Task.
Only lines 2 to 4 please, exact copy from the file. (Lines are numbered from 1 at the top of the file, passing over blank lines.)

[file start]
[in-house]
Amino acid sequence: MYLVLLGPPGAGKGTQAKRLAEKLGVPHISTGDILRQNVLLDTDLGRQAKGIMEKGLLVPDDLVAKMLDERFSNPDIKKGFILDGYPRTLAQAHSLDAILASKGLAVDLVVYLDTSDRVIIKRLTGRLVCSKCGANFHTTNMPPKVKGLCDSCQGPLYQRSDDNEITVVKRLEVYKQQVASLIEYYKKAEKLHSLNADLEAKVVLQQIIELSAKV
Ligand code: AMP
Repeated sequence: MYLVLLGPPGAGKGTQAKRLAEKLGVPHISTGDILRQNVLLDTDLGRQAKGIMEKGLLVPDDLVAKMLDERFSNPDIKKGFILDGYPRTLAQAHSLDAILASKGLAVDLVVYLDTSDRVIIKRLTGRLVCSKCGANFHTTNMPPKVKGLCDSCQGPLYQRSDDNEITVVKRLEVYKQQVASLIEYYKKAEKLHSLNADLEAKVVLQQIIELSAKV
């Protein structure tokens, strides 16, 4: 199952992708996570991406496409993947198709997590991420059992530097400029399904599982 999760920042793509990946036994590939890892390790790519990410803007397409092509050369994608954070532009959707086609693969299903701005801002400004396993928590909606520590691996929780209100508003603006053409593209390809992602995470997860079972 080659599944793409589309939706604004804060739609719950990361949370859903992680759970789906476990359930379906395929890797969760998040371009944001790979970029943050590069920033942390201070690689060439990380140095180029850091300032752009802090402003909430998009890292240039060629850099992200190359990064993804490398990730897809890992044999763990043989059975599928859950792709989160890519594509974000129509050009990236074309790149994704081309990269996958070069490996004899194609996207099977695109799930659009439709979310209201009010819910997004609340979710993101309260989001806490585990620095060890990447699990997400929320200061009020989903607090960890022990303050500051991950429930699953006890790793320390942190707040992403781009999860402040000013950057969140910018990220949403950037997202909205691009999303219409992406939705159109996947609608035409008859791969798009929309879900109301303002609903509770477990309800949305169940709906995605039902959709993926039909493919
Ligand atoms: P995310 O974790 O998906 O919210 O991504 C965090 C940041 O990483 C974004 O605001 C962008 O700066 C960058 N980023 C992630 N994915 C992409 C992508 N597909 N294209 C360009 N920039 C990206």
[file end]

Amino acid sequence: MYLVLLGPPGAGKGTQAKRLAEKLGVPHISTGDILRQNVLLDTDLGRQAKGIMEKGLLVPDDLVAKMLDERFSNPDIKKGFILDGYPRTLAQAHSLDAILASKGLAVDLVVYLDTSDRVIIKRLTGRLVCSKCGANFHTTNMPPKVKGLCDSCQGPLYQRSDDNEITVVKRLEVYKQQVASLIEYYKKAEKLHSLNADLEAKVVLQQIIELSAKV
Ligand code: AMP
Repeated sequence: MYLVLLGPPGAGKGTQAKRLAEKLGVPHISTGDILRQNVLLDTDLGRQAKGIMEKGLLVPDDLVAKMLDERFSNPDIKKGFILDGYPRTLAQAHSLDAILASKGLAVDLVVYLDTSDRVIIKRLTGRLVCSKCGANFHTTNMPPKVKGLCDSCQGPLYQRSDDNEITVVKRLEVYKQQVASLIEYYKKAEKLHSLNADLEAKVVLQQIIELSAKV